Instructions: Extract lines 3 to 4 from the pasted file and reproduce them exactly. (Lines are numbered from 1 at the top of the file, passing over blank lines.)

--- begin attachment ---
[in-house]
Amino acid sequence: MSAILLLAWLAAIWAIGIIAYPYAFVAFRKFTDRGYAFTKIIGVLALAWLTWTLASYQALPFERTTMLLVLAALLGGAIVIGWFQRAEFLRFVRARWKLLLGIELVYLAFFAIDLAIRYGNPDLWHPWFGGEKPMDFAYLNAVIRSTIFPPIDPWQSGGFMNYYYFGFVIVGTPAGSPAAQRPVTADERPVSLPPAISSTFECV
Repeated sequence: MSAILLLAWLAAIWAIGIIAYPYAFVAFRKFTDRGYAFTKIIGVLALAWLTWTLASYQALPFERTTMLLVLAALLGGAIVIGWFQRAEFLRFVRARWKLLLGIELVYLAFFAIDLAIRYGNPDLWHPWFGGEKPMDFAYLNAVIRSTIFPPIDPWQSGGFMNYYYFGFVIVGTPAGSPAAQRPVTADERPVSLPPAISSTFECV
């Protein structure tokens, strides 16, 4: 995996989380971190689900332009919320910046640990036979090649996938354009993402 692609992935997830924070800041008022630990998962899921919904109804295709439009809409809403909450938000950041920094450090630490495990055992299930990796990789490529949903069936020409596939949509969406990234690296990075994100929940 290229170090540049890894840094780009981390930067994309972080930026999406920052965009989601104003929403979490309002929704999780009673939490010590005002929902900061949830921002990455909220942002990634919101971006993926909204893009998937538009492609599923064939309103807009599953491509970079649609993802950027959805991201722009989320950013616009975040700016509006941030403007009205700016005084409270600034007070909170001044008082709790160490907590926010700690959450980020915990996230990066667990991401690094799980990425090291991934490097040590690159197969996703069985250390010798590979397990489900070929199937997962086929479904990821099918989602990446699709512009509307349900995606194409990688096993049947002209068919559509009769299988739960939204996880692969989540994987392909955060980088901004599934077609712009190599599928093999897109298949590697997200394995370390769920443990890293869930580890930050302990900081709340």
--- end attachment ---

Repeated sequence: MSAILLLAWLAAIWAIGIIAYPYAFVAFRKFTDRGYAFTKIIGVLALAWLTWTLASYQALPFERTTMLLVLAALLGGAIVIGWFQRAEFLRFVRARWKLLLGIELVYLAFFAIDLAIRYGNPDLWHPWFGGEKPMDFAYLNAVIRSTIFPPIDPWQSGGFMNYYYFGFVIVGTPAGSPAAQRPVTADERPVSLPPAISSTFECV
């Protein structure tokens, strides 16, 4: 995996989380971190689900332009919320910046640990036979090649996938354009993402 692609992935997830924070800041008022630990998962899921919904109804295709439009809409809403909450938000950041920094450090630490495990055992299930990796990789490529949903069936020409596939949509969406990234690296990075994100929940 290229170090540049890894840094780009981390930067994309972080930026999406920052965009989601104003929403979490309002929704999780009673939490010590005002929902900061949830921002990455909220942002990634919101971006993926909204893009998937538009492609599923064939309103807009599953491509970079649609993802950027959805991201722009989320950013616009975040700016509006941030403007009205700016005084409270600034007070909170001044008082709790160490907590926010700690959450980020915990996230990066667990991401690094799980990425090291991934490097040590690159197969996703069985250390010798590979397990489900070929199937997962086929479904990821099918989602990446699709512009509307349900995606194409990688096993049947002209068919559509009769299988739960939204996880692969989540994987392909955060980088901004599934077609712009190599599928093999897109298949590697997200394995370390769920443990890293869930580890930050302990900081709340």